‘Don’t know if Toronto is cheering for us’: Zach Hyman not expecting Maple Leafs’ support in Cup final

Photo credit:© Dan Hamilton-USA TODAY Sports
Alex Hobson
12 days ago
If you’re a Toronto Maple Leafs fan and don’t care about the prospect of “bringing the Cup back to Canada”, there’s a good chance the 2024 Stanley Cup Final is a nightmare scenario for you.
Representing the Eastern Conference, you have the tough-as-nails Florida Panthers, who eliminated the Leafs in short order after the team got to celebrate advancing past the first round for the first time in 19 years. Representing the West, you have the Oilers boasting several former Leafs including the likes of Zach Hyman, Connor Brown, and Cody Ceci, threatening to be the first Canadian team to advance to the Final since the Montreal Canadiens in 2021, and the first to do so in a traditional 82-game season since the Vancouver Canucks in 2011. Maybe you don’t care. Maybe you’re a casual fan, or one who doesn’t let other teams dictate their mood, but it’s very much a lesser-of-two-evils sort of situation for a good chunk of Leafs fans, and Hyman himself recognizes this.
“I don’t know if Toronto is cheering for us,” Zach Hyman said with a laugh following the game. “Hockey means so much to Canada and to Canadians,” Hyman said post-game. “It’s been a long time since a Canadian team has won the Cup. So it would mean a lot to Canadians whether they are Oiler fans or not I’m sure. Some pride over the Americans.”
Hyman has quickly developed into arguably one of the NHL’s best players from a value standpoint since signing with the Oilers following the COVID-shortened 2020-21 season. Then-Leafs general manager Kyle Dubas opted not to pay him what he wanted due to injury concerns and age, but in the year 2024, it’s proving to be one of the biggest fumbles the organization has made in a while. He scored 54 goals in 2023-24 and has completely turned his playoff game around since signing in Edmonton, with 14 goals in 18 playoff games so far and 45 points in 46 playoff games with the Oilers, all doing so for the cheap, cheap price of $5.5 million annually.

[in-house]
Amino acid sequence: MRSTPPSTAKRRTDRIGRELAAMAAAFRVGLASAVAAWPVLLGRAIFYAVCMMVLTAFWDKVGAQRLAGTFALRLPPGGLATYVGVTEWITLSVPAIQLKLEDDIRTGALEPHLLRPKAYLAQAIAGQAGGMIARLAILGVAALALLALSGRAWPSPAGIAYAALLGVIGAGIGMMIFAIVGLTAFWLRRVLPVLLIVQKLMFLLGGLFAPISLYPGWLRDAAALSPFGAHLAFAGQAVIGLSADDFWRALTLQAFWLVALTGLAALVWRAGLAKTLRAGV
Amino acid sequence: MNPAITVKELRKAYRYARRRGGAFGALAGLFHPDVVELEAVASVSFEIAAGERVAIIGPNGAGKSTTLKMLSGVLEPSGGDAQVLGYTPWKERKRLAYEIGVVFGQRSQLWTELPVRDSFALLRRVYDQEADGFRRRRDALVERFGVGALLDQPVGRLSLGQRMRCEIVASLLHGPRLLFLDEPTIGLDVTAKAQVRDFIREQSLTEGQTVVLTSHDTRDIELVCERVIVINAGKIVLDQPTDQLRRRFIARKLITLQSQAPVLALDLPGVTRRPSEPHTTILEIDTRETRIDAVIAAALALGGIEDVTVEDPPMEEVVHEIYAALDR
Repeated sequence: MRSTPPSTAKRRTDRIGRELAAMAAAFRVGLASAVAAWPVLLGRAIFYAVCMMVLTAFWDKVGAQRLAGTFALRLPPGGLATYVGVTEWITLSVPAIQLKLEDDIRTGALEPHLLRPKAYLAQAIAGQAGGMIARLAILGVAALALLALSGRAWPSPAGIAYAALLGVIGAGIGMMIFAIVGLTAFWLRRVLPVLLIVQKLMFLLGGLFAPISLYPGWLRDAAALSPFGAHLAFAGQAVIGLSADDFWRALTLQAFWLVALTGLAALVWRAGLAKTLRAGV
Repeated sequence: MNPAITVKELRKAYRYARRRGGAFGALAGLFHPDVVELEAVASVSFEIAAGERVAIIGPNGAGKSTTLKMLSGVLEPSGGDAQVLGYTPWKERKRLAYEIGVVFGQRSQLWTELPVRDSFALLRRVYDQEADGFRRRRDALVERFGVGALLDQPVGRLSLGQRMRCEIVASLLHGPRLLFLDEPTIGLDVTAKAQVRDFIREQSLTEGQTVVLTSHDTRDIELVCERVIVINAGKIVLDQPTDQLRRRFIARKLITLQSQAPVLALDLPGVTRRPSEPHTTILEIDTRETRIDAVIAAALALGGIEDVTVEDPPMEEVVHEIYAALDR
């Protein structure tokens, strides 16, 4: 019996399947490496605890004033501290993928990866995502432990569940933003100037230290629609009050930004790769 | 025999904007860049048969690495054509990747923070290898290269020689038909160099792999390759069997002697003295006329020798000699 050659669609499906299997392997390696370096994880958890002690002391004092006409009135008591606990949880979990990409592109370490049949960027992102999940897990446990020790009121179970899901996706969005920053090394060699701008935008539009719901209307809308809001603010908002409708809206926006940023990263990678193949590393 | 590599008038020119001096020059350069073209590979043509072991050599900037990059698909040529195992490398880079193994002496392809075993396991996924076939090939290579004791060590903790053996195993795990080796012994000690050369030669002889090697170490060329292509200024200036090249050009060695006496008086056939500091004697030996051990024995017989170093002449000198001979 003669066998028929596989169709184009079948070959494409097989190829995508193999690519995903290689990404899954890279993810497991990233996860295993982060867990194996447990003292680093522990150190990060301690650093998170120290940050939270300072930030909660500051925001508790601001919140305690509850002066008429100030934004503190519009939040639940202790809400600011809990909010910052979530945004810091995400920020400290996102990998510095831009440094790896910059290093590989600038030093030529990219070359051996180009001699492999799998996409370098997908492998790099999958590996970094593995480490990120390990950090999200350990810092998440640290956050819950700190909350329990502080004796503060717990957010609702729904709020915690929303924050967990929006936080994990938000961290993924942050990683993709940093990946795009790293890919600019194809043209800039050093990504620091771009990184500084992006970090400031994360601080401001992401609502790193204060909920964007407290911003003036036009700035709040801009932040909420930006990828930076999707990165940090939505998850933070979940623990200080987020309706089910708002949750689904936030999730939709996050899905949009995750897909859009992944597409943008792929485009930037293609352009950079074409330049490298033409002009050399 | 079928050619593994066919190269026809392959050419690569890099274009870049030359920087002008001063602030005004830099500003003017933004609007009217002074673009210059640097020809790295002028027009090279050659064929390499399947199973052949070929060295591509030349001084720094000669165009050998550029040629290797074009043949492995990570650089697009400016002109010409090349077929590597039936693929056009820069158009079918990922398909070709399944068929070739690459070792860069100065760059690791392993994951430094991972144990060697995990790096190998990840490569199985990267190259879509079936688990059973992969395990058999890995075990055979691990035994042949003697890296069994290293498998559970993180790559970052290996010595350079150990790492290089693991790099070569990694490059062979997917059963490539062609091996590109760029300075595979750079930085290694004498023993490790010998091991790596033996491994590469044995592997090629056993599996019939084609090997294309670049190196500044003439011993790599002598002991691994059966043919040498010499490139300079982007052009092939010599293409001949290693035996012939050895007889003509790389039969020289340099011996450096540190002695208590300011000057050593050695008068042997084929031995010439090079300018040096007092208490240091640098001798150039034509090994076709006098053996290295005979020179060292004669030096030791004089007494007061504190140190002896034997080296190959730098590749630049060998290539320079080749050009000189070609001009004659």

The Oilers will visit the Panthers for Game 1 of the Cup final on Saturday night, a lengthy break between then and the Conference Final. If the Oilers manage to win the series, it will mark the first time a Canadian team has won since 1993 when the Montreal Canadiens defeated the Los Angeles Kings. Whether you value fanbase pettiness or Canadian pride in any fashion, the series is shaping up to be a good one, even if the teams are less-than-desirable for Leafs fans.

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